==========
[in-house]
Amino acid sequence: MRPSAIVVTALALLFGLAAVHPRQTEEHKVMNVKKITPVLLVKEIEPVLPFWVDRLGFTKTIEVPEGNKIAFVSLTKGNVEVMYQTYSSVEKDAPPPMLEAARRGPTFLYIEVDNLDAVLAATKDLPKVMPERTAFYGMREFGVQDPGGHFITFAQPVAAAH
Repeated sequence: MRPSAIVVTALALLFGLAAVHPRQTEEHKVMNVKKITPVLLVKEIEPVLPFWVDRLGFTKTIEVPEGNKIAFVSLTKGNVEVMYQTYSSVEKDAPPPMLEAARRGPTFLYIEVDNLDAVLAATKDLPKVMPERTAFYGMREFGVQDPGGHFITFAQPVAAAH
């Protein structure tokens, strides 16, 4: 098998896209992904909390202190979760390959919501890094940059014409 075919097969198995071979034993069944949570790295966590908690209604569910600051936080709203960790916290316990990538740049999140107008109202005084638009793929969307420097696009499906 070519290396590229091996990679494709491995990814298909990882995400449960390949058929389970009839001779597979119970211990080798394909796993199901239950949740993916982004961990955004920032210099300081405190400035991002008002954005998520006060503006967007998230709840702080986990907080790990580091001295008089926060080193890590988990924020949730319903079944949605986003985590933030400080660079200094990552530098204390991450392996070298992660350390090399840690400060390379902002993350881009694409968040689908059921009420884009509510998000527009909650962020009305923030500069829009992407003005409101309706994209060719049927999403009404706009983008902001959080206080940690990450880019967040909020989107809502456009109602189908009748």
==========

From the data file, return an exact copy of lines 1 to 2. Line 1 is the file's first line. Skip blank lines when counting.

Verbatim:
[in-house]
Amino acid sequence: MRPSAIVVTALALLFGLAAVHPRQTEEHKVMNVKKITPVLLVKEIEPVLPFWVDRLGFTKTIEVPEGNKIAFVSLTKGNVEVMYQTYSSVEKDAPPPMLEAARRGPTFLYIEVDNLDAVLAATKDLPKVMPERTAFYGMREFGVQDPGGHFITFAQPVAAAH